Nation Held Spellbound as Letters Threaten to Strike
Here’s What We Know So Far:
- Letters, apparently enraged over polluted public discourse demand a return to civility
- Alphabetic job action threatens to rearrange pre-existing letters of all written material unless hostility is curbed and honesty restored
- In a muscular display of alphabetic resolve, the alphabet has collectively agreed to alter the letters of 2 well-known items to demonstrate their resoluteness. Henceforth the letters on the box cover of the game Chutes-n-Ladders will read Shoots-n-Cleavage. And shampoo instructions now direct you to: lather, rinse, defibrillate. What’s next? STOP signs reading GO.
- Cursive, Calligraphic and Cyrillic Letters have voted to join their block-letter brothers in seeking better working conditions
- Arabic letters vow to support any job action, providing the curvier letters are draped in black
- Hieroglyphs, graffiti and most other symbols follow suit. In Egypt, the pictographs in the tomb of Ramses II have joined the cause and morphed into several Peanuts comic strips.
- No word yet from Emojis. In fact, none expected. After all, they’re emojis. They did however send a 😀 .
- Hebrew alphabet, under pressure from the Right to Left Party, remains a holdout
- “@” symbol agrees to remain in the public domain so people can still get email
- Early languages (Sanskrit, Latin and Greek) side with museum curators and refuse to participate in the job action in order to preserve integrity of ancient scrolls
- Strike seen as a threat to all written material except doctor’s prescriptions which no one can read anyway
- Seeds of discontent sowed early on in the Primordial Alphabet Soup of Life
- President tweets “Those Sons of Bitch letters better get back in line or they’re fired. JOBS.” But all 140 letters take a knee and the tweet appears as, “Life with Melania is one long celibation! SOBS.”
- Authors have come out against the strike calling the job action “Censorship.” The alphabet calls their action “Repositioning.”
- Read the entire story below on how it all happened
Letters Develop a Consciousness
In Cathay (old China) during the Shang Dynasty (1700-1027 BC), a savant artisan named So Dim, served in the emperor’s court. With great determination and ceaseless exertion he chiseled calligraphic woodcuts used in the printing of Chinese characters. His wife, Cathy of Cathay, passed down an oral tradition in which she described her husband’s singularity of purpose in creating these meticulous woodcuts. His passion was augmented by the fact he suffered from Asperger’s Syndrome (which was then known as General Tsao’s Syndrome). In fact his laser-like focus was so intense that a few of the blocks he chiseled on actually ignited. It was this same preternatural focus that mysteriously imbued So Dim’s letters (in this case known as “characters”) with a modicum of animating consciousness. Much like the fabled woodcarving craftsman Geppetto imparted Pinocchio with humanity and purpose, So Dim transferred a portion of his consciousness to the characters he chiseled such that they became self-aware. This then is the genesis of the anthropomorphizing of alphabetic symbols.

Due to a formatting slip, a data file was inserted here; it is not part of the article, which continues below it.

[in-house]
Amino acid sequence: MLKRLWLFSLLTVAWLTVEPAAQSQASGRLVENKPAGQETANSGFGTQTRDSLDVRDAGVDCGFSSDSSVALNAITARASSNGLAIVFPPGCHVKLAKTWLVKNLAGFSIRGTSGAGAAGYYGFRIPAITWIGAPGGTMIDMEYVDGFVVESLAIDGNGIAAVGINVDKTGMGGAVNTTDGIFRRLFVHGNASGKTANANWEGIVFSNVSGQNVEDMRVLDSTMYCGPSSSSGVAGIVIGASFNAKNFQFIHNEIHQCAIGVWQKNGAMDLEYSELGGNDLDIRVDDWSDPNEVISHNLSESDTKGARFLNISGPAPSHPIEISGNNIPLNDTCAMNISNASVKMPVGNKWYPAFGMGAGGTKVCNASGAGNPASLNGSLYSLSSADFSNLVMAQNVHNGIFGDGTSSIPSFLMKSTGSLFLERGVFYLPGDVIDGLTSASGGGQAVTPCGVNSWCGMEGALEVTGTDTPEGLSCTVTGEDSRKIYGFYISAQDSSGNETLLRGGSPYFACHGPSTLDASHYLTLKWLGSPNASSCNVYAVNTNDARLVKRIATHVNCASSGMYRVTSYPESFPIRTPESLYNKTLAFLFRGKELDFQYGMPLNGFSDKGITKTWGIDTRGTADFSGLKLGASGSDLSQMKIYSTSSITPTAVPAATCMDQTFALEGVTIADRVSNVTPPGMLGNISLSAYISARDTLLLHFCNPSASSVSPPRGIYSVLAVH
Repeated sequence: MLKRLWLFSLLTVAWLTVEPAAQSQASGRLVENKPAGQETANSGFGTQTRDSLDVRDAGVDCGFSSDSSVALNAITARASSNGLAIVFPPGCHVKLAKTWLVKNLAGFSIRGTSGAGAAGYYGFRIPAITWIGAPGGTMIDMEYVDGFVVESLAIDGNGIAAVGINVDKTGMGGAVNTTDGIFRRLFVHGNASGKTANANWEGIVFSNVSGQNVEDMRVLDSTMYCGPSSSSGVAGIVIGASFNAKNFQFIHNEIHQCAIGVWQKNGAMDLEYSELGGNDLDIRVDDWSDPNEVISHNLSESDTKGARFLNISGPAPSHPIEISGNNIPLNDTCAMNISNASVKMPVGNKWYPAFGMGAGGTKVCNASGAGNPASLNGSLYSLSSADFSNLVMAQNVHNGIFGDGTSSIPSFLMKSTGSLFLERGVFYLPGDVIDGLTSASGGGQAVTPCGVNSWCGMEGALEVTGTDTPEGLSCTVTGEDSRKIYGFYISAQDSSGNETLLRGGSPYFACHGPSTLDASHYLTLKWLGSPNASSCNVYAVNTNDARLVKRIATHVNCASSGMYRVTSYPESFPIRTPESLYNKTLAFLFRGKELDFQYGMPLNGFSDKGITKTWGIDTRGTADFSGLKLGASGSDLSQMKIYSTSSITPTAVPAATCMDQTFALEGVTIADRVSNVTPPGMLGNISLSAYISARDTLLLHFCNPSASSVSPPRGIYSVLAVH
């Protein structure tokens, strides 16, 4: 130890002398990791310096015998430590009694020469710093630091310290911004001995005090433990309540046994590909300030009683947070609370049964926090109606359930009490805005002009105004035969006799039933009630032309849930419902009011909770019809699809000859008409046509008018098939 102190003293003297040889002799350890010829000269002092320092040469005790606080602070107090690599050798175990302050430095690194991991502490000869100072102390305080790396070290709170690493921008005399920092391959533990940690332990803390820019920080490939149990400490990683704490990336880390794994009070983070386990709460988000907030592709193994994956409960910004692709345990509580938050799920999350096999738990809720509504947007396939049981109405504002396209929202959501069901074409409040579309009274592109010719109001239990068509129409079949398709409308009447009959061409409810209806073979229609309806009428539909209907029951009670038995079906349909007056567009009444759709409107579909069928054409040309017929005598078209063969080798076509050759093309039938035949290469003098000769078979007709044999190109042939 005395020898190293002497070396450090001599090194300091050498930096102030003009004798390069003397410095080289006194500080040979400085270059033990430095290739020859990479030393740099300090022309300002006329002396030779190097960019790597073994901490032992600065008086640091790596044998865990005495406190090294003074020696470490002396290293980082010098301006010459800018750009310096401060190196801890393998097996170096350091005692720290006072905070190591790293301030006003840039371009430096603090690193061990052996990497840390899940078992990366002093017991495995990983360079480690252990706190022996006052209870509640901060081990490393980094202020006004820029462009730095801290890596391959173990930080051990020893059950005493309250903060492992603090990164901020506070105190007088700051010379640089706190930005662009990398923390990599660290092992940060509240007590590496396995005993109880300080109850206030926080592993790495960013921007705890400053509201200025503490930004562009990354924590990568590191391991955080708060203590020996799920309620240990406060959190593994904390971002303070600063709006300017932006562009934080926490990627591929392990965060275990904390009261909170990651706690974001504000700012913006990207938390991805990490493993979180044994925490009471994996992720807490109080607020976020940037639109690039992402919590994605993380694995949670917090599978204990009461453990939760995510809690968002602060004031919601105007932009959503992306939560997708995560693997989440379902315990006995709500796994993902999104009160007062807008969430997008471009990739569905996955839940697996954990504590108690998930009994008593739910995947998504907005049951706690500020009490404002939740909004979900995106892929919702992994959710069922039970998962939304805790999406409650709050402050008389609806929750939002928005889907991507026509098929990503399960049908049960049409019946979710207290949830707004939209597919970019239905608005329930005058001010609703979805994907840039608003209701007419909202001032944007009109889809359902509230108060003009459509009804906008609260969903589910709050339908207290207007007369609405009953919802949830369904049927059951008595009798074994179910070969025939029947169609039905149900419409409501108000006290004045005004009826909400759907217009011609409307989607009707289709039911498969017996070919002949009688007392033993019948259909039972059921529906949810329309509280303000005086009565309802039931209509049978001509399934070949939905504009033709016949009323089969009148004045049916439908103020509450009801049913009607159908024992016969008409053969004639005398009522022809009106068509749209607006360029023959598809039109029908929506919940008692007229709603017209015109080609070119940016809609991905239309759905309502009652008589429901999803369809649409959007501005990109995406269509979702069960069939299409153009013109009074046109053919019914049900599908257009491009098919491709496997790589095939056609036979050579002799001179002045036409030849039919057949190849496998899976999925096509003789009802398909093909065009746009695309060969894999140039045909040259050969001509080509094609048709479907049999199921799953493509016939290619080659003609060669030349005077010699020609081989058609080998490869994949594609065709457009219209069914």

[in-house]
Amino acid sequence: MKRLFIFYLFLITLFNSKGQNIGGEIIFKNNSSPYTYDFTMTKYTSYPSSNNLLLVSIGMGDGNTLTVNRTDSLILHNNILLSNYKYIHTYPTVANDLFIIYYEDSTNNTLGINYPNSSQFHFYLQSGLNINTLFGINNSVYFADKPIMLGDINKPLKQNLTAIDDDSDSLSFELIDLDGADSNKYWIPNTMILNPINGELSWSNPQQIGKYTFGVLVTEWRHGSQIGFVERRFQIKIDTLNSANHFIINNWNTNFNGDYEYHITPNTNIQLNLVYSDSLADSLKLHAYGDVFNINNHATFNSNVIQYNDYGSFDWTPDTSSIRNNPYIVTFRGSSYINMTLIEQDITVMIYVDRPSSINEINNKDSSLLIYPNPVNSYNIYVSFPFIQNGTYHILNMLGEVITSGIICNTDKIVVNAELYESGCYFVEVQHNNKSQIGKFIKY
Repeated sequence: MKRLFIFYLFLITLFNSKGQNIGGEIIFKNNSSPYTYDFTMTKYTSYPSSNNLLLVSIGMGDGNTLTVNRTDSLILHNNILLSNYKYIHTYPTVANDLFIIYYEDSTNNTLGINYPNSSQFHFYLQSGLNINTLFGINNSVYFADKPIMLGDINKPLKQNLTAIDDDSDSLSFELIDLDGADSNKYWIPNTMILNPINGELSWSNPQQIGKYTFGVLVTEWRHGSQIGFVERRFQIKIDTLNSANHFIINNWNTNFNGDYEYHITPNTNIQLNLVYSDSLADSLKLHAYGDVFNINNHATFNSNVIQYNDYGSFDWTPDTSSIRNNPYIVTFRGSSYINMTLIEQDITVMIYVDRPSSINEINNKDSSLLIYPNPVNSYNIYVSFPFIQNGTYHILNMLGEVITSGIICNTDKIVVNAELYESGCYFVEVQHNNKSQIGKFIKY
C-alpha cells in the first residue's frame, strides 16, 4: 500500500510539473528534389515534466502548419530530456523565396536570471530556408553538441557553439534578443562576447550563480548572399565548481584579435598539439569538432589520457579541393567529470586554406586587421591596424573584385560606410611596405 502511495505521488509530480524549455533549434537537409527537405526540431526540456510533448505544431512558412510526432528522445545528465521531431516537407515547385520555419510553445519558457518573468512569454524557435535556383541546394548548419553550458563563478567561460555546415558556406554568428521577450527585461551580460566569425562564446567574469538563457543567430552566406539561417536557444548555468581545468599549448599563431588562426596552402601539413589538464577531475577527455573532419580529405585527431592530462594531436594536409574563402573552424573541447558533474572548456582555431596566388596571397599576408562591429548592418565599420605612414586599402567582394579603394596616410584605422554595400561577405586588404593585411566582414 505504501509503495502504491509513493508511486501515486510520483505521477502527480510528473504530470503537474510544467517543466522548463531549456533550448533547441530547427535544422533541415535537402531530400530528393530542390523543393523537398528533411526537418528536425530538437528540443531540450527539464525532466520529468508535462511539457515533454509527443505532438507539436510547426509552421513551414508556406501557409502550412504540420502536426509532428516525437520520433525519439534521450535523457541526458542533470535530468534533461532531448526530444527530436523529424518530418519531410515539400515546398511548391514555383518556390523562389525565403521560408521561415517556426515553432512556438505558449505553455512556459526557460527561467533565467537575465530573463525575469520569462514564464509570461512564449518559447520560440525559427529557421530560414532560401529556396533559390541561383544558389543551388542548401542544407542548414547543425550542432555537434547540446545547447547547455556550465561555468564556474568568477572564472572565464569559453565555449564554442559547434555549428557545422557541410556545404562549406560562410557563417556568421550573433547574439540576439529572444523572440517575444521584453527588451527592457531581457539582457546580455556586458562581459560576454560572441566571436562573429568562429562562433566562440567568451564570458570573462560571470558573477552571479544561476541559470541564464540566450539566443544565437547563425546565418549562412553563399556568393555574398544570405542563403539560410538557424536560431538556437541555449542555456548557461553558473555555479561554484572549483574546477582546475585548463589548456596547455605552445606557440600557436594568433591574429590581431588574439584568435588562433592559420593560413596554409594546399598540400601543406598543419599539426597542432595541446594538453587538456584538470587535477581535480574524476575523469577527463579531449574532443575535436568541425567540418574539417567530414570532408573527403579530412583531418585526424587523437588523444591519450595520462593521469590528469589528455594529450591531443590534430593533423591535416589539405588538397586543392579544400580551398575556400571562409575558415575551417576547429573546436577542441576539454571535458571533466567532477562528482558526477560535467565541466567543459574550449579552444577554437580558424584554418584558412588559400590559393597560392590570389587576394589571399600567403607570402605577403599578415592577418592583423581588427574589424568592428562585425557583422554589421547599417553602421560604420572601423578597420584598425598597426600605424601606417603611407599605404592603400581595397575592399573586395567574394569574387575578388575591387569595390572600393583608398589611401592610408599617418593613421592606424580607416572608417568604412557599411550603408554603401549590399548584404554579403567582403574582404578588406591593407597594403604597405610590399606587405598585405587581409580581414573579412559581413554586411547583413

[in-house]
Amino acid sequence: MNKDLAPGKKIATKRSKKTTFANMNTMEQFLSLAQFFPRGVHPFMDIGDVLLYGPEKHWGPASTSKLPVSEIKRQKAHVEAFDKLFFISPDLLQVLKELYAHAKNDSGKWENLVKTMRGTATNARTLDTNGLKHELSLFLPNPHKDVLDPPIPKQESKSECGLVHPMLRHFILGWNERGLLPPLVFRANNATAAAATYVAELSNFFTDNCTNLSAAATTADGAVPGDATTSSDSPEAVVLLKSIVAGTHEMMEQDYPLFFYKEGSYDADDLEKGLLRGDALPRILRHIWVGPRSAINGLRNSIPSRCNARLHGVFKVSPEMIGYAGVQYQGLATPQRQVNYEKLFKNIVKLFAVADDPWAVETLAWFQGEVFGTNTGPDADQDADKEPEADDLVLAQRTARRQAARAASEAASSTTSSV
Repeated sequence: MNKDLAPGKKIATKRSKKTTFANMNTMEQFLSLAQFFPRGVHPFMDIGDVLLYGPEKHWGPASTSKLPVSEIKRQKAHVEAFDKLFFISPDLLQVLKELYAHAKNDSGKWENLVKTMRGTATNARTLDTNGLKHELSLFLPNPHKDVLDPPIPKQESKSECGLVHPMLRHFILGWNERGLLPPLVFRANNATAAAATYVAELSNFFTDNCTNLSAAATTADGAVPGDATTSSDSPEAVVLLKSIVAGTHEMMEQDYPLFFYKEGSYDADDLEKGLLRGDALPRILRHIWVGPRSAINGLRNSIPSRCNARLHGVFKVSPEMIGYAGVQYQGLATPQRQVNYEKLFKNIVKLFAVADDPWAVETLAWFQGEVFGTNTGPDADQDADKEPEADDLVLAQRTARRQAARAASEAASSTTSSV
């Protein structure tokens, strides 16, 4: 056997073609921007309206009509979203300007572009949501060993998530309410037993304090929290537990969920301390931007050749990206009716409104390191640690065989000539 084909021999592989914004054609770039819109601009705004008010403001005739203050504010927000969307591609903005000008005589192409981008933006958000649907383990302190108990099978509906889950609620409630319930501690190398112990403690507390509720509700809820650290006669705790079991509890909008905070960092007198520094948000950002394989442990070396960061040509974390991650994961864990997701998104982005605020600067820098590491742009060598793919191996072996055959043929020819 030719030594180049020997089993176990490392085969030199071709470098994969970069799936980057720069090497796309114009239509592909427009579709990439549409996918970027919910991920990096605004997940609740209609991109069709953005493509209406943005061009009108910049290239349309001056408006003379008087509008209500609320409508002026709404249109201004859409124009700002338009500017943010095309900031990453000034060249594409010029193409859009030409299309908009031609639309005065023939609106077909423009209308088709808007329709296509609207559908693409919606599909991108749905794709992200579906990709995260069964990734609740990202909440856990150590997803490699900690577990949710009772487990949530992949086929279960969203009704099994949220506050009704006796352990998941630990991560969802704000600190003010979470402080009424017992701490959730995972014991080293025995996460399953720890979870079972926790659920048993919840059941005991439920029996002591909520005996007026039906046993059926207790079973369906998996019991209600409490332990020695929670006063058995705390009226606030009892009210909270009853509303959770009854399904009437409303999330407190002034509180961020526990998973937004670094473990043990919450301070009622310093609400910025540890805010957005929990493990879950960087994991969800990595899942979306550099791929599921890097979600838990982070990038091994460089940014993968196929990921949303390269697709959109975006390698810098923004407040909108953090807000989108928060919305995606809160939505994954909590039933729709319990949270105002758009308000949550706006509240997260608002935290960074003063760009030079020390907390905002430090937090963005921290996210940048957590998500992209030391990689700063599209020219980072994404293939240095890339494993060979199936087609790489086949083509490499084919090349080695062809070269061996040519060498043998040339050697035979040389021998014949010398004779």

And from that time on, across a span of pictographs, symbols, letters and alphabets, semiotic symbols have possessed a primitive yet definable form of consciousness. Letters have cultivated this animating energy in great secrecy while dutifully presenting themselves as symbols for ideas. It soon became apparent that letters were the basic ingredients in the recipe for communication. And while some of these recipes were food for the soul, all too many of them were half-baked ideas.
And Then Letters Develop a Conscience
And that’s the way things stood for 5000 years or so until the soul-sucking burden of having their letters mask faithless lies as truths became intolerable to the alphabet. By employing their rich tangle of interconnected consciousness, they communicated with each other and banded together in an alliance. They threatened to strike for better working conditions and for an end to rabble-rousing propaganda excreted by scheming scoundrels. While happy to serve peaceful, generative and constructive purposes, the alphabet grew alarmed at charlatan authors whose designs were more about gathering darkness than dispensing light. Eventually so many half-baked ideas were spewed into the public domain, the alphabet began to feel complicit in their sinister designs. After all it was the alphabet’s acquiescence in being manipulated by benighted authors that was at the root of polluted public discourse. The fiery propaganda grew so specious the alphabet’s anxiety became unbearable.